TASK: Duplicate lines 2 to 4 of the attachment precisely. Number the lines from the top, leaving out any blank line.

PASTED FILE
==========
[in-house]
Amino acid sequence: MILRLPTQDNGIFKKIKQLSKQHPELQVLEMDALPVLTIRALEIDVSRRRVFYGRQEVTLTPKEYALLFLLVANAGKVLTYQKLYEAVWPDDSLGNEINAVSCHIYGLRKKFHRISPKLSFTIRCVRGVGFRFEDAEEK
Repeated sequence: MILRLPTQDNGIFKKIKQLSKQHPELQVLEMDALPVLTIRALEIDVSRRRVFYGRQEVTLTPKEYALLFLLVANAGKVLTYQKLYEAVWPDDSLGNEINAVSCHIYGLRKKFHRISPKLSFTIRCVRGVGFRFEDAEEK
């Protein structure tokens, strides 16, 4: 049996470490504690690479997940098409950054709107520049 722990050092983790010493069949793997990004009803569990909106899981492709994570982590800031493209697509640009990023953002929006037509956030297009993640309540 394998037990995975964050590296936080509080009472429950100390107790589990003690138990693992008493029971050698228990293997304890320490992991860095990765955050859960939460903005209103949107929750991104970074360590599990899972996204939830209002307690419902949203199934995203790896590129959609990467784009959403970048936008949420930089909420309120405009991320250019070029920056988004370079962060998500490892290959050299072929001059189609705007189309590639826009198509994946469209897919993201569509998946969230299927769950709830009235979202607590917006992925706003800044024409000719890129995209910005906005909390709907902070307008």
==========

Amino acid sequence: MILRLPTQDNGIFKKIKQLSKQHPELQVLEMDALPVLTIRALEIDVSRRRVFYGRQEVTLTPKEYALLFLLVANAGKVLTYQKLYEAVWPDDSLGNEINAVSCHIYGLRKKFHRISPKLSFTIRCVRGVGFRFEDAEEK
Repeated sequence: MILRLPTQDNGIFKKIKQLSKQHPELQVLEMDALPVLTIRALEIDVSRRRVFYGRQEVTLTPKEYALLFLLVANAGKVLTYQKLYEAVWPDDSLGNEINAVSCHIYGLRKKFHRISPKLSFTIRCVRGVGFRFEDAEEK
């Protein structure tokens, strides 16, 4: 049996470490504690690479997940098409950054709107520049 722990050092983790010493069949793997990004009803569990909106899981492709994570982590800031493209697509640009990023953002929006037509956030297009993640309540 394998037990995975964050590296936080509080009472429950100390107790589990003690138990693992008493029971050698228990293997304890320490992991860095990765955050859960939460903005209103949107929750991104970074360590599990899972996204939830209002307690419902949203199934995203790896590129959609990467784009959403970048936008949420930089909420309120405009991320250019070029920056988004370079962060998500490892290959050299072929001059189609705007189309590639826009198509994946469209897919993201569509998946969230299927769950709830009235979202607590917006992925706003800044024409000719890129995209910005906005909390709907902070307008």